This trip was our first bikepacking excursion as a couple, and it would be fair to say we had some apprehension around these questions. Tessa and I met on a bike ride, and indeed we both love bikes. But we love bikes in very different ways, and our respective cycling histories do not cover the same terrain. Before bikepacking I was an XC mountain bike racer, always competing with my own personal best and tinkering with the minutia of my bikes and gear. I began bikepacking right at the beginning of tips on, waypoints, and a legit GPS in the form of one’s phone. My most familiar rhythm is to lounge around and take my time until riding really hard, and then go back to lounging.

Hiding from the rain in an abandoned cafe as we entered the Sierra Maestra mountains. (photo: Dan Stranahan)

Tessa began touring on a solo ride from California to Maine. She fell in love with the solitude of riding alone and packed her Ortlieb panniers full of books, paper maps, and a strong desire to get lost. With her Cross Check and impractically heavy reading materials, Tessa wandered all over North and Central America, doing some serious under-biking on Oaxacan backroads long before the first titanium mug was ever dangled. Her M.O. is getting up early and ambling her way in a cardinal direction, stopping frequently to draw, read, or just head towards something intriguing on the horizon.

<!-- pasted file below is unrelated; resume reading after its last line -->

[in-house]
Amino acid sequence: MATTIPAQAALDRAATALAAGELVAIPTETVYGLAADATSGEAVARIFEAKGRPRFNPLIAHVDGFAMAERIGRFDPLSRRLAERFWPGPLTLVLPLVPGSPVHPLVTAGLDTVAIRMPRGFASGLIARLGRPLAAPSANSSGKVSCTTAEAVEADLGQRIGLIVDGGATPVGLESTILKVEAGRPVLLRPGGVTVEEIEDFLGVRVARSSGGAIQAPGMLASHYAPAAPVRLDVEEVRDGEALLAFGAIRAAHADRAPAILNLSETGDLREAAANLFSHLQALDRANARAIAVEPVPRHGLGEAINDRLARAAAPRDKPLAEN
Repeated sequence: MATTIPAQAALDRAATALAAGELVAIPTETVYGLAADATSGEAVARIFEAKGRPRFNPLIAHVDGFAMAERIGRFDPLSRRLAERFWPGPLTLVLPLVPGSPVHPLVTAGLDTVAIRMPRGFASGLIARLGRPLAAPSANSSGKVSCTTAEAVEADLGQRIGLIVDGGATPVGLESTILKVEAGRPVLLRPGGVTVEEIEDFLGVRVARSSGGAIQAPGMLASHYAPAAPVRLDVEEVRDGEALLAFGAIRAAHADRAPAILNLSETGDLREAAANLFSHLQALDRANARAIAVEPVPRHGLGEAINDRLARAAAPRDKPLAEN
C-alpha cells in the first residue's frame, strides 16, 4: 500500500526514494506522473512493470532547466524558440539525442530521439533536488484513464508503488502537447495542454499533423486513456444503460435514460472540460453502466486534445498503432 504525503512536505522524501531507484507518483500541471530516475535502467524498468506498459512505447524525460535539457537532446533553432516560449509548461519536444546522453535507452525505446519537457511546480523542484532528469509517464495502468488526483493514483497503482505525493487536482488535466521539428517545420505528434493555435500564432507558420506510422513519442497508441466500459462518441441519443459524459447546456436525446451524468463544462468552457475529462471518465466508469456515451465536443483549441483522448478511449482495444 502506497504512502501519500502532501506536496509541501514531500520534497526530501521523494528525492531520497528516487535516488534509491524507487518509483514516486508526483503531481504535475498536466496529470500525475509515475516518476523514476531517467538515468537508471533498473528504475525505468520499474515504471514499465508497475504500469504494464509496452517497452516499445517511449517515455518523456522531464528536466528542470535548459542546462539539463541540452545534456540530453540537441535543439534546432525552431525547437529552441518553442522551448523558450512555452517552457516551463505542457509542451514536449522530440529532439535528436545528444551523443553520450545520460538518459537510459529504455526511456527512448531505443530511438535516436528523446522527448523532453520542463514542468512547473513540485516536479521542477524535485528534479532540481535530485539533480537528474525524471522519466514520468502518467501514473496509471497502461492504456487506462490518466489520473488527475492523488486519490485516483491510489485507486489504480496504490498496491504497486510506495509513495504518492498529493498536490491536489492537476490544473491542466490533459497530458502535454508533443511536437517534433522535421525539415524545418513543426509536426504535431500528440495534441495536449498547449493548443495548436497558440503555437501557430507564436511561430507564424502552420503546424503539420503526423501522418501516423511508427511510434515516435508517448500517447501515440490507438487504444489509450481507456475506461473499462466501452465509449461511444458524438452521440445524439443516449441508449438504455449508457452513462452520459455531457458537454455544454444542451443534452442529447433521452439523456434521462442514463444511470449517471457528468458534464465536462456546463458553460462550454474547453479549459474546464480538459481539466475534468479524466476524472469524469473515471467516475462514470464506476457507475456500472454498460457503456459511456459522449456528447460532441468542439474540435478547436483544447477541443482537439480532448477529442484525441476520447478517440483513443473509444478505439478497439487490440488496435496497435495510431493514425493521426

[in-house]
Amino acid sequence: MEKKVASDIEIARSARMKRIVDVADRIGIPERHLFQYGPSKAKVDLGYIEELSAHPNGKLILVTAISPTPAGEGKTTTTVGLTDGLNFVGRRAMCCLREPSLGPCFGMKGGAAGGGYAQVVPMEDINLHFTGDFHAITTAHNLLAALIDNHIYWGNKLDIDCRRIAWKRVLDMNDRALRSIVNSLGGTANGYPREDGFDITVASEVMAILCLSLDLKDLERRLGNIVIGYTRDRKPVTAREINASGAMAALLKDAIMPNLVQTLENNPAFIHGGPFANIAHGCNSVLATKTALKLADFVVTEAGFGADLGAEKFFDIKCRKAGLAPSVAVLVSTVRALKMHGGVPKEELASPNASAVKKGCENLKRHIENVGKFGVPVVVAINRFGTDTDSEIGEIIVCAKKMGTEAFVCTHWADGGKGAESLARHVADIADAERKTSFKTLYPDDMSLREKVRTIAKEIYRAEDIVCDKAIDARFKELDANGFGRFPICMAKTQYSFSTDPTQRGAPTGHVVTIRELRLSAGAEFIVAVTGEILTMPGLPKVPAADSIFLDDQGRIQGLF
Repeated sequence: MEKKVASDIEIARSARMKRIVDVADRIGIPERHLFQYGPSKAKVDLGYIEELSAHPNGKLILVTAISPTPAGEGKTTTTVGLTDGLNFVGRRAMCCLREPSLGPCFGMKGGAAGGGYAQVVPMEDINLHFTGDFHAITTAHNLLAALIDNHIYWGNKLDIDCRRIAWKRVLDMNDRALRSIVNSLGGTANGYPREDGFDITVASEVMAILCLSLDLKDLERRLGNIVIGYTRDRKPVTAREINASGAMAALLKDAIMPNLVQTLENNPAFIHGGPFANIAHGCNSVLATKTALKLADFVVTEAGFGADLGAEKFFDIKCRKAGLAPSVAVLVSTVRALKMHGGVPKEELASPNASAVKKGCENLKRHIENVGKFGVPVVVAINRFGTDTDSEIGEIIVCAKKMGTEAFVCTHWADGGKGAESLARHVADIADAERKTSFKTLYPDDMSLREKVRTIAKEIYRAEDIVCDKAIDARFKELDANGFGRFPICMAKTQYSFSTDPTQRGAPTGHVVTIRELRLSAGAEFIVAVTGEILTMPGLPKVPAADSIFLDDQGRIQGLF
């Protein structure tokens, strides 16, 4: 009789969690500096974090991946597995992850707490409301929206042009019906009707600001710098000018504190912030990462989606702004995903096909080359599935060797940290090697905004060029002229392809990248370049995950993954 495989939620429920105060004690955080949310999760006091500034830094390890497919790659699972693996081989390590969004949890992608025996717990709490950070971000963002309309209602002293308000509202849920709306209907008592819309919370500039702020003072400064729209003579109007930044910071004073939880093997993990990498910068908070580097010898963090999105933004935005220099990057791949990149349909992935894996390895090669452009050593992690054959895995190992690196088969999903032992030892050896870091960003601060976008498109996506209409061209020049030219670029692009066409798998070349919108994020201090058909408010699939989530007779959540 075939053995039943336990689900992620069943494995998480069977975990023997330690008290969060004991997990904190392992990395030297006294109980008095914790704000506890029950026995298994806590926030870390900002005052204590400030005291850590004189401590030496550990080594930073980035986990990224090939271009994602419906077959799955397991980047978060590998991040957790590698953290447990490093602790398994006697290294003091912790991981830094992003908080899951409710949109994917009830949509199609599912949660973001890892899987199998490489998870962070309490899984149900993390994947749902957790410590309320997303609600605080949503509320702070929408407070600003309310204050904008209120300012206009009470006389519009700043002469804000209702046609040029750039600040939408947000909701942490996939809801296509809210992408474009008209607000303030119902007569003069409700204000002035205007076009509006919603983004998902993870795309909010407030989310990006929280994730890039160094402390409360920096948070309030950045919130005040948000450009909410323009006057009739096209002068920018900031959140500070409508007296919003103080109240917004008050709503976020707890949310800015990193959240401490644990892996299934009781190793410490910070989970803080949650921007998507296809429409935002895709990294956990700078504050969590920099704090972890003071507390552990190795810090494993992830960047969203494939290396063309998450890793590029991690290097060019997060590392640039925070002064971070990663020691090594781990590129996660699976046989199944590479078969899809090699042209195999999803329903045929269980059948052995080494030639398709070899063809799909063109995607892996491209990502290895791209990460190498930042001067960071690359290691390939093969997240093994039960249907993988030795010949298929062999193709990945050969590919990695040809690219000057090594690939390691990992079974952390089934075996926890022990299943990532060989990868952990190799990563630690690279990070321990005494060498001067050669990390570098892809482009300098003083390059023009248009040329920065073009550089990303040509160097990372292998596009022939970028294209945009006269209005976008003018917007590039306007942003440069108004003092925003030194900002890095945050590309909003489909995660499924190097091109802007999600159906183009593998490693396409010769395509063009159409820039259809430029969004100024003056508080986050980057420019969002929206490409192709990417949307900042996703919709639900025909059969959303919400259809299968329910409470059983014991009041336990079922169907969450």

Treasure Map! (artwork and photo: Tessa Hulls)


Getting to know each others deeper quirks was a large component of this trip. Over time, things change--I don’t bike tour like a strung out squirrel anymore, but it still feels odd to take off without having a .gpx track in my pocket (Tessa considered throwing my phone in the ocean/jungle about 87 times). Ultimately Tessa and I made small compromises here and there. Sometimes we had slow mornings, sometimes we had early mornings and more breaks throughout the day. We were certainly less efficient due to having to meet our different needs at different times, and we both faced nausea, mechanicals and struggles through the mud at points when the other was doing totally fine. Patience and an open mind allowed us both to keep enjoying ourselves.